Still, I think in Australia, there’s much more scope for our various multicultural communities to embrace each other’s traditions, and so can workplaces. If you come across someone celebrating Diwali, don’t shy away from wishing them ‘Happy Diwali’ – we wish people ‘Merry Christmas’, so we love our special celebrations to be acknowledged too.

Himanshi Munshaw Luhar is the founder of Foodie Trails, which offers cultural food walks, festivals and events in Melbourne: foodietrails.com.au

<![CDATA[16 of the Most Endangered Languages in the World]]>https://www.lexigo.com/post/16-of-the-most-endangered-languages-in-the-world6539edaab6c33d7bda3cfd0bSun, 29 Oct 2023 22:01:48 GMTMichelle TrazoThere are over 7,000 documented languages currently spoken around the world. However, that number is expected to steadily decline in the coming years.

man wearing headdress

Australia National University conducted a study in 2021 on endangered languages. While around half of the world’s 7,000 recognised languages are currently endangered, it is estimated that approximately 1,500 of these endangered languages could no longer be spoken by the end of the century. In this article, we explore some of the languages that are expected to disappear by the end of the century and the cultures we will be losing with them.


The Ainu language is a critically endangered language primarily spoken by the Ainu people in Japan. Historically, the Ainu people lived in the northern regions of Japan, particularly Hokkaido, and parts of the Russian Far East.

The Ainu language has been under serious threat due to a long history of assimilation policies by the Japanese government, which aimed to suppress Ainu culture and language. The Ainu population was marginalised, and speaking their native tongue was actively discouraged in favour of Japanese. As a result, the number of fluent Ainu speakers has dwindled, and the language is now critically endangered. The language is believed to be spoken by only a handful of elderly people, approximately 10, who belong to the Ainu community.


The Irish language, also known as Gaeilge, is one of the official languages of the Republic of Ireland and holds a special place in the nation's history and cultural identity. However, the Irish language faces the challenge of endangerment due to historical factors and language shifts.

For centuries, Ireland experienced colonisation and British rule, during which the use of English was encouraged while the speaking of Irish was suppressed. This historical context, coupled with the dominance of English globally, has led to a decline in native Irish speakers, especially in urban areas and among younger generations.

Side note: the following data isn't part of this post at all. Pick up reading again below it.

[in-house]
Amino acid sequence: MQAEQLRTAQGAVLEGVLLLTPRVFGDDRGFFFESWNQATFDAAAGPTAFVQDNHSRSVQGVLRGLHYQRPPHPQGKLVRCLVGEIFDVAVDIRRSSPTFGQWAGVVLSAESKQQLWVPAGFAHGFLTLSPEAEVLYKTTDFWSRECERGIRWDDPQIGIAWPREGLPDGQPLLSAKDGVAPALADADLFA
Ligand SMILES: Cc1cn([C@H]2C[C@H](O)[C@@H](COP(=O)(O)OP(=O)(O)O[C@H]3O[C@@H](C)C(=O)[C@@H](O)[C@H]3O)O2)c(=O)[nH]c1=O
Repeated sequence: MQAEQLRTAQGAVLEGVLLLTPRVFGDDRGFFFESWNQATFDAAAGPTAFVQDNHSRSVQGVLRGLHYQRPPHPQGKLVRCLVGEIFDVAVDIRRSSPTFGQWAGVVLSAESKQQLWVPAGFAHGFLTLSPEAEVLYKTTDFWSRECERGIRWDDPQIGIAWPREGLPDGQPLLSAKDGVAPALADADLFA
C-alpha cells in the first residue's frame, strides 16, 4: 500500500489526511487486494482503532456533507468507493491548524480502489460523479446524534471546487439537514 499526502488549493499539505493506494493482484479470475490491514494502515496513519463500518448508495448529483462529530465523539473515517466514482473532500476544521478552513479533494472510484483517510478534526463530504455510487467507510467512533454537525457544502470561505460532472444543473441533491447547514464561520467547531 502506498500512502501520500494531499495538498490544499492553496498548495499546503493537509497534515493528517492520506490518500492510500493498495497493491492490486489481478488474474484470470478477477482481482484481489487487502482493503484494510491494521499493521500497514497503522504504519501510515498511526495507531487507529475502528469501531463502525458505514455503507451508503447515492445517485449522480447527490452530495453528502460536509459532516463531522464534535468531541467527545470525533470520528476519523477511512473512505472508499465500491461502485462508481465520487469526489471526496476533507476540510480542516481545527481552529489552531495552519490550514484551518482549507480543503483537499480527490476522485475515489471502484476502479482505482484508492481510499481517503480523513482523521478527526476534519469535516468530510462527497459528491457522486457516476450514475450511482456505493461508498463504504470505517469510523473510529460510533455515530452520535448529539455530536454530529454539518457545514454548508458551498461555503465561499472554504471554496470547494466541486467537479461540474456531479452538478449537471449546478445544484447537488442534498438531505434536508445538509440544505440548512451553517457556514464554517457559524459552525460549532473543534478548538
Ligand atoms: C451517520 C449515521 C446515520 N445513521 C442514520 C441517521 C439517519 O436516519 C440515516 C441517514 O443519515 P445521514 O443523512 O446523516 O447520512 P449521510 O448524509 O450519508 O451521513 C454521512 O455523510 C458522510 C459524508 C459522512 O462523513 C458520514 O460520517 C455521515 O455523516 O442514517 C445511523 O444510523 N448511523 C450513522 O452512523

In recent years, the government has implemented plans to revitalise the language, including educational initiatives, bringing it back to be taught in schools.

Scottish Gaelic

Scottish Gaelic, also known as Gàidhlig, is primarily spoken in Scotland, as well as in immigrant communities in Nova Scotia and Prince Edward Island in Canada. Like many minority languages, Scottish Gaelic is endangered due to a complex interplay of historical and sociocultural factors.

Gaelic was the principal language of Scotland; however, rebellions in the 17th and 18th centuries resulted in it being persecuted. By 1972, it was essentially banned in schools nationwide due to the Education Scotland Act. This led to a significant decline in native speakers, with older generations being the primary preservers of the language. Although efforts have been made to promote Scottish Gaelic in recent years, including its inclusion in primary schools and their corresponding high schools, the number of fluent speakers remains relatively low.

The language is considered endangered, and its survival depends on continued revitalisation efforts and the transmission of the language to younger generations.

Cappadocian Greek

Cappadocian Greek, or Cappadocian, was historically spoken in the region of Cappadocia in central Turkey, which was once home to a thriving Greek community. However, it is now on the brink of extinction. Cappadocian Greek’s endangerment can be traced back to the late 19th century when a significant population exchange took place between Greece and Turkey, leading to the dispersal of the Greek-speaking population.

It was discovered in the early 2000s that the language had gone underground with elderly speakers in Larissa and Thessaloniki. Today, there are 1,000 - 2,000 speakers of this language, making it a critically endangered language under UNESCO, meaning it can become fully extinct in our lifetime.

Rapa Nui

The Rapa Nui language is used on Easter Island, a volcanic island in the South Pacific Ocean. It is the native language of the Rapa Nui people, who are indigenous to the island. Despite its unique cultural and historical significance, Rapa Nui is a critically endangered language, with less than 3,400 native speakers left.

The language's endangerment is primarily due to the geographical isolation of Easter Island, which has limited interactions with the outside world. As a result, the younger generations on the island are increasingly exposed to and using Spanish, the dominant language of Chile (Easter Island is a Chilean territory), for education and daily communication. This shift towards Spanish has diminished the use of Rapa Nui among the island's residents, making it more common on special occasions and cultural events rather than everyday life.